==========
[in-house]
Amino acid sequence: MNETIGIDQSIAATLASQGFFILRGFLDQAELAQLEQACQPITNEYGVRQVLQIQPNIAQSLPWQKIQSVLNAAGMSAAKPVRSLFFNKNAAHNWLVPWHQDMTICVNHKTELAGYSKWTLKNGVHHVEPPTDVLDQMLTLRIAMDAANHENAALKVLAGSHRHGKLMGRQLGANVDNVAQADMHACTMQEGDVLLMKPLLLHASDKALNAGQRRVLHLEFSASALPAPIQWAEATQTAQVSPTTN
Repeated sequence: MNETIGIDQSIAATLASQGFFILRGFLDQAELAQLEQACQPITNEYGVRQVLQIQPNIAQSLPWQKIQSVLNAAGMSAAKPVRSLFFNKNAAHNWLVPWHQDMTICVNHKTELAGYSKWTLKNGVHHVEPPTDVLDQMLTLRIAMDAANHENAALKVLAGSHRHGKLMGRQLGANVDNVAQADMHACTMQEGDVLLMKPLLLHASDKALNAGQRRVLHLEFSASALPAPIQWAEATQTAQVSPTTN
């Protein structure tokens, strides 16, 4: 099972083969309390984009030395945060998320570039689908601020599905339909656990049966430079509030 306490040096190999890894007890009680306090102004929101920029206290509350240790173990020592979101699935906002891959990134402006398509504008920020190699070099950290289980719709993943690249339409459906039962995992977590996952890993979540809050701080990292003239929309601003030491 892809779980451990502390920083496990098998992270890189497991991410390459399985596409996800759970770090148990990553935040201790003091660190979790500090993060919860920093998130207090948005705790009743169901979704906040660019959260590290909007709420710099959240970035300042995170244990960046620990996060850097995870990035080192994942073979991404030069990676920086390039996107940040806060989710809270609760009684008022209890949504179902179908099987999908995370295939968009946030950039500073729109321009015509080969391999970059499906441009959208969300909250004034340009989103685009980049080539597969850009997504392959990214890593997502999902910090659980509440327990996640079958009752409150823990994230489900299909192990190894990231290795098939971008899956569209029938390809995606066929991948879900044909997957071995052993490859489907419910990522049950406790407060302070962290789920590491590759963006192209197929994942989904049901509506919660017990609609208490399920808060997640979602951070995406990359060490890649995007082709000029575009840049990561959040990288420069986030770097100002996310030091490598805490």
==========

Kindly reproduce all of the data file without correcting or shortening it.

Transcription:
[in-house]
Amino acid sequence: MNETIGIDQSIAATLASQGFFILRGFLDQAELAQLEQACQPITNEYGVRQVLQIQPNIAQSLPWQKIQSVLNAAGMSAAKPVRSLFFNKNAAHNWLVPWHQDMTICVNHKTELAGYSKWTLKNGVHHVEPPTDVLDQMLTLRIAMDAANHENAALKVLAGSHRHGKLMGRQLGANVDNVAQADMHACTMQEGDVLLMKPLLLHASDKALNAGQRRVLHLEFSASALPAPIQWAEATQTAQVSPTTN
Repeated sequence: MNETIGIDQSIAATLASQGFFILRGFLDQAELAQLEQACQPITNEYGVRQVLQIQPNIAQSLPWQKIQSVLNAAGMSAAKPVRSLFFNKNAAHNWLVPWHQDMTICVNHKTELAGYSKWTLKNGVHHVEPPTDVLDQMLTLRIAMDAANHENAALKVLAGSHRHGKLMGRQLGANVDNVAQADMHACTMQEGDVLLMKPLLLHASDKALNAGQRRVLHLEFSASALPAPIQWAEATQTAQVSPTTN
């Protein structure tokens, strides 16, 4: 099972083969309390984009030395945060998320570039689908601020599905339909656990049966430079509030 306490040096190999890894007890009680306090102004929101920029206290509350240790173990020592979101699935906002891959990134402006398509504008920020190699070099950290289980719709993943690249339409459906039962995992977590996952890993979540809050701080990292003239929309601003030491 892809779980451990502390920083496990098998992270890189497991991410390459399985596409996800759970770090148990990553935040201790003091660190979790500090993060919860920093998130207090948005705790009743169901979704906040660019959260590290909007709420710099959240970035300042995170244990960046620990996060850097995870990035080192994942073979991404030069990676920086390039996107940040806060989710809270609760009684008022209890949504179902179908099987999908995370295939968009946030950039500073729109321009015509080969391999970059499906441009959208969300909250004034340009989103685009980049080539597969850009997504392959990214890593997502999902910090659980509440327990996640079958009752409150823990994230489900299909192990190894990231290795098939971008899956569209029938390809995606066929991948879900044909997957071995052993490859489907419910990522049950406790407060302070962290789920590491590759963006192209197929994942989904049901509506919660017990609609208490399920808060997640979602951070995406990359060490890649995007082709000029575009840049990561959040990288420069986030770097100002996310030091490598805490």